But if you stop to think about it for a second, you should ask yourself: What is the true business value those millions of connected devices promise? How to do we define and measure this value? And what do we need to do in order to harvest this potential? Read More

Charlie Chaplin in "Modern Times" (1936)

Design for Manufacturing: If You Don’t Have Time to Do It Right, When Will You Have Time to Do It Over?

By | Manufacturing, PLM | No Comments

The High Cost of Manufacturing Errors

High costs of rework and scrap plague many manufacturing organizations across all industries and product lines. And the list of root causes—and, quite commonly, excuses and finger pointing—can be bewildering.

Most commonly, manufacturing blunders that result in rework, tool damage, and scrap are the outcome of poor design for assembly and manufacturing.

But quite often, manufacturing setbacks are caused by human errors, omissions, and plain misunderstandings in the process of transitioning a new product from design to manufacturing.

Other organizational ills, such as poor maintenance practices of manufacturing assets, unmotivated employees, and poor quality management, can add to the problem.

No matter the root cause, the impact of rework and scrap can be overwhelming, especially when a problem is discovered only when the organization is already in full volume production. About half of the causes for rework are discovered during ramp-up time, resulting in design or process changes that cascade to several design or manufacturing activities, and impact work in progress, inventory and supplier contacts, and are highly disruptive and resource intensive. Read More

The Great Wave off Kanagawa (Katsushika Hokusai, 1832)

Digital Disruption: Shaping the Future of the Auto Industry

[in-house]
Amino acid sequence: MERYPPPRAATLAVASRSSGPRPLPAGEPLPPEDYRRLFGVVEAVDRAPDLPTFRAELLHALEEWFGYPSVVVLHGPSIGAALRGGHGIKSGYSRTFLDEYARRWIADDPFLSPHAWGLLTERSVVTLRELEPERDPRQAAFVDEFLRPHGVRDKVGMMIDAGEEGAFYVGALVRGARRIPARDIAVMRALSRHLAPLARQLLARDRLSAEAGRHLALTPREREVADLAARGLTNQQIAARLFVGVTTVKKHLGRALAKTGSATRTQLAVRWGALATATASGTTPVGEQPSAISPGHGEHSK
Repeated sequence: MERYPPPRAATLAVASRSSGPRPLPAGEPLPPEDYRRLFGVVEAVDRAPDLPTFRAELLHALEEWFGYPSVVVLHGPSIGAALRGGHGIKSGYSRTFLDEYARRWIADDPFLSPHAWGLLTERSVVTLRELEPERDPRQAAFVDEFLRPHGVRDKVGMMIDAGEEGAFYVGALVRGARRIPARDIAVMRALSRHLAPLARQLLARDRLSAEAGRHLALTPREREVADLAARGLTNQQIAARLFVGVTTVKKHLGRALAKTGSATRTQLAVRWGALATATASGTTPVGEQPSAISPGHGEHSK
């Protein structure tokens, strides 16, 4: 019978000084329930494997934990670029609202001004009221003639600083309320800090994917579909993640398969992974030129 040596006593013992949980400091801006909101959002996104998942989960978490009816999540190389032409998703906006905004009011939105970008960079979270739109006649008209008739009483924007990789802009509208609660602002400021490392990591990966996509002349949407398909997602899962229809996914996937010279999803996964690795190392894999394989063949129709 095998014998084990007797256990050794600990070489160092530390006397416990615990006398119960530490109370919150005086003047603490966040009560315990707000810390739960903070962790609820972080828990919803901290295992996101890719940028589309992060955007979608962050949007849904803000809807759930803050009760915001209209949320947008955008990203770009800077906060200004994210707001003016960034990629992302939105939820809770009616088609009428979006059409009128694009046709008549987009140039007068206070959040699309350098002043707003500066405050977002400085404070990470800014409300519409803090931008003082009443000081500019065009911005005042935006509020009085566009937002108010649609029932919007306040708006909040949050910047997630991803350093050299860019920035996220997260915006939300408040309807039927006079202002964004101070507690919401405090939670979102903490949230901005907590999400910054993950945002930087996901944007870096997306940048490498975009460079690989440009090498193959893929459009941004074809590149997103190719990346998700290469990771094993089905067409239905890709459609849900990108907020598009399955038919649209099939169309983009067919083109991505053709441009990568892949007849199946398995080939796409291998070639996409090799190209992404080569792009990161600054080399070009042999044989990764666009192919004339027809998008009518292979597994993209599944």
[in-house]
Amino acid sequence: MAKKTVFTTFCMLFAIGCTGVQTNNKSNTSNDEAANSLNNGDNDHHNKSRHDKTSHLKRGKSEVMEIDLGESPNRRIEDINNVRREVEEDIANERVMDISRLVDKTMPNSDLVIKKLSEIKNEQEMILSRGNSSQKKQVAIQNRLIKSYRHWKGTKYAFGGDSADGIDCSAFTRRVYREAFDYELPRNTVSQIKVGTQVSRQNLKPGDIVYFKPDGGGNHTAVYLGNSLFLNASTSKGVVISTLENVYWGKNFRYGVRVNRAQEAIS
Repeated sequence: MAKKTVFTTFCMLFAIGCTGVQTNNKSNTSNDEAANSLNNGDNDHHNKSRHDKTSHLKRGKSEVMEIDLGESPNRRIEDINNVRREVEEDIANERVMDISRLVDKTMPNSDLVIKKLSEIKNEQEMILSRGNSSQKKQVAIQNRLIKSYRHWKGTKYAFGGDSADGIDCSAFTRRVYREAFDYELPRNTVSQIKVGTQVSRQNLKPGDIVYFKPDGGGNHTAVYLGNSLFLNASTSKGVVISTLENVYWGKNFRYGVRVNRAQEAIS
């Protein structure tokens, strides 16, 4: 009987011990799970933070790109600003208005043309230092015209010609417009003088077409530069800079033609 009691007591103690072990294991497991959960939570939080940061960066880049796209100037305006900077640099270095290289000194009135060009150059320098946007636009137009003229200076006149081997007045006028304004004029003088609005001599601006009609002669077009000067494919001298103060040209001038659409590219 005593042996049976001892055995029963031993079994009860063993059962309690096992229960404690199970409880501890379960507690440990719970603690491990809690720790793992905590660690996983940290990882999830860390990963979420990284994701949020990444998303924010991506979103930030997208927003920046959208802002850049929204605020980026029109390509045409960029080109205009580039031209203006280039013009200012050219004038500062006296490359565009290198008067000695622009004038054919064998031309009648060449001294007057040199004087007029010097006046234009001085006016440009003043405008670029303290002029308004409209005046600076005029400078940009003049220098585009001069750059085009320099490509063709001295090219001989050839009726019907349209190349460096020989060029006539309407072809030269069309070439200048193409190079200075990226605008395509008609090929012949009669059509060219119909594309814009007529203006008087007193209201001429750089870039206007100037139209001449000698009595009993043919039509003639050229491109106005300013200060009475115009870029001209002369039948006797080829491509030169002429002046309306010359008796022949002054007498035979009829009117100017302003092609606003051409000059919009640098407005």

By | Automotive, Mergers & Acquisitions, PLM | No Comments

Industry in Turmoil

Automakers have been keeping a steady pace of technology innovation and manufacturing excellence for over a century. Since the breakthrough of the highly efficient assembly line, auto manufacturers were in the forefront of engineering innovation, designing and building cars that were successively better, safer and cleaner. For many decades, the industry has been at the center of the US economic development, and, to many, an industrial and social icon.

But over the past decade or so, the iconic and seemingly stable industry has been in turmoil. It has been undergoing massive changes caused by the cumulative effect of rapid technology innovation, disruptive business models, aggressive new competitors, and an emerging supply chain ecosystem whose full impact is not fully comprehended yet.

One of the most profound changes the auto industry is grappling with is the emergence of connected and autonomous cars. Most industry visionaries and practitioners portray a bold vision of a future in which cars, occupants, and cloud-based information and control systems communicate and exchange information in the omnipresent Internet of Things cloud. Cars are becoming part of the Internet, or, in today’s parlance, they are yet additional, if unconventional, “things” in the Internet of Things (IoT). Read More